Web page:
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When do we actually use the package keyword? What does it mean?

Suppose I write the following code:

package masnun;    
public class masnun{
    public static void main(String args[]) {
            System.out.println("Hello maSnun!");
        }


}

What does this package thing do? I get a masnun.class file that doesn't run. I am new to Java. Can somebody please explain?

Thanks

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1  
The answers to this question may help: stackoverflow.com/questions/1088509/… –  BoltClock Jul 24 '10 at 13:18

5 Answers 5

up vote 13 down vote accepted

As I'm not a fan of these other answers, I'll write my own.


Real World Examples:

Think of a "package" as an easy way for a java class to reference another.

Let's say I have this big box in my attic. I have a calculator, compass, protractor, etc. I can label this box MathTools.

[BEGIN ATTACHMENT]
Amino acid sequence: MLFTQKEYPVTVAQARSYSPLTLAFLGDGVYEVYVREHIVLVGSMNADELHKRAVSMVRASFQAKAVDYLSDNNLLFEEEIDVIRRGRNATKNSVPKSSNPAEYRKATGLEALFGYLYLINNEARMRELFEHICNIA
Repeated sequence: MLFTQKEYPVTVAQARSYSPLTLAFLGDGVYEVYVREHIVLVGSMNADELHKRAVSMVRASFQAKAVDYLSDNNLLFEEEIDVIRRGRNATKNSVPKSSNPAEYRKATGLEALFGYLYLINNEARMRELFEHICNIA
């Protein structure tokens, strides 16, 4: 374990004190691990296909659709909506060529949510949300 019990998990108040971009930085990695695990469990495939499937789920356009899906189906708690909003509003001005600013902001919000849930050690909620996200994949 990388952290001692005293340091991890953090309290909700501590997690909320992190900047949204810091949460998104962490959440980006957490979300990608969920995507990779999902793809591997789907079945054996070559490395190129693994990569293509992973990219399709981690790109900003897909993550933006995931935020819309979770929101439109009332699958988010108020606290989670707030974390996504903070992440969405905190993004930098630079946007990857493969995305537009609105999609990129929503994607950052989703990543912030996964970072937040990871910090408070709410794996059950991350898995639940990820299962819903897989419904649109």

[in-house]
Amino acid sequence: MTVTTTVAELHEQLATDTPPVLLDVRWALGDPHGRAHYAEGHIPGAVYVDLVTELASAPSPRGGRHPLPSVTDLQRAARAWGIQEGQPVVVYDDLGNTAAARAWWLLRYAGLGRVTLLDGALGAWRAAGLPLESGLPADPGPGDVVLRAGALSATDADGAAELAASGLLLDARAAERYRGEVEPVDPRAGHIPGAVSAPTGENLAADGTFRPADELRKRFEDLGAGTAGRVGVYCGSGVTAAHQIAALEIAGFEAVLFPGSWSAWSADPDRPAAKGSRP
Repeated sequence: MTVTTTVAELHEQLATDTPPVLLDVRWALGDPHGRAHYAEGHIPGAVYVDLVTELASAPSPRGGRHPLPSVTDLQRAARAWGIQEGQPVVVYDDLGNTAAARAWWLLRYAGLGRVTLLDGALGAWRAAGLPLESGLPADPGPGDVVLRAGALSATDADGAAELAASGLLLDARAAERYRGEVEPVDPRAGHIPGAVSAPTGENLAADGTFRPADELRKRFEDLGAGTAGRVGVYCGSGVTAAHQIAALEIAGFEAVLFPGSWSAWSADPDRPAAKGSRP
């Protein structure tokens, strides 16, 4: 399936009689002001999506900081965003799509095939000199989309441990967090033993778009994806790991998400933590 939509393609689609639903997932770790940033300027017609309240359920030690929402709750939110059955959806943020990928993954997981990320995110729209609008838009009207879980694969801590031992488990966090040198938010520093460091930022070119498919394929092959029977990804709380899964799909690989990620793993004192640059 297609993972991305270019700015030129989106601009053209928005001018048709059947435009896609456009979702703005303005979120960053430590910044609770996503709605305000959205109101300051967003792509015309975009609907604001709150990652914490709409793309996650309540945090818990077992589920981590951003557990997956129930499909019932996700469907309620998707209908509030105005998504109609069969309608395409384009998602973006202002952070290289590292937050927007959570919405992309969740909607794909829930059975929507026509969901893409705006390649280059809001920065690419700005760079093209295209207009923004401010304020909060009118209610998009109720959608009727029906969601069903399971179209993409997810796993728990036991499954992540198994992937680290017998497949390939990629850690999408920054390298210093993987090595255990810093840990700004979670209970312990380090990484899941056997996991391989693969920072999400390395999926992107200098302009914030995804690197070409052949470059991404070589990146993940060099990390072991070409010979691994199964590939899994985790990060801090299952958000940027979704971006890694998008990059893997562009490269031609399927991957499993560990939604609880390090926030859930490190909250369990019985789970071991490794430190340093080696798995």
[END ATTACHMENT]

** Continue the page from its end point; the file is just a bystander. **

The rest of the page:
Another example would be taking all your pictures and putting them in the Pictures folder in your documents. From there, you could split them into Spring Break 2009 or [Insert Name Here]'s Party.

How does this relate to Java? Well, let's look at the java.util package (you can reference this with import java.util.*;. You have ArrayLists, Strings, Random, etc. which are used in most Java programs (common "utilities", if you prefer). There are all neatly organized into the same package, so that programmers can easily reference them (import java.util.*;).


Easy Application:

Let's assume that we can find all the files to a small dice simulator in C:/Program Files/Java Project/my/proj/ (it's likely that this file doesn't exist on your computer, but just pretend for a moment).

You have 3 files: Main.java, Dice.java, and DiceRoller.java. All of which are shown below:

.

"C:/ProgramFiles/Java Project/my/proj/main/Main.java":

package my.proj.main;

import my.proj.sims.Dice;

public class Main
{
    public static void main(String[] args)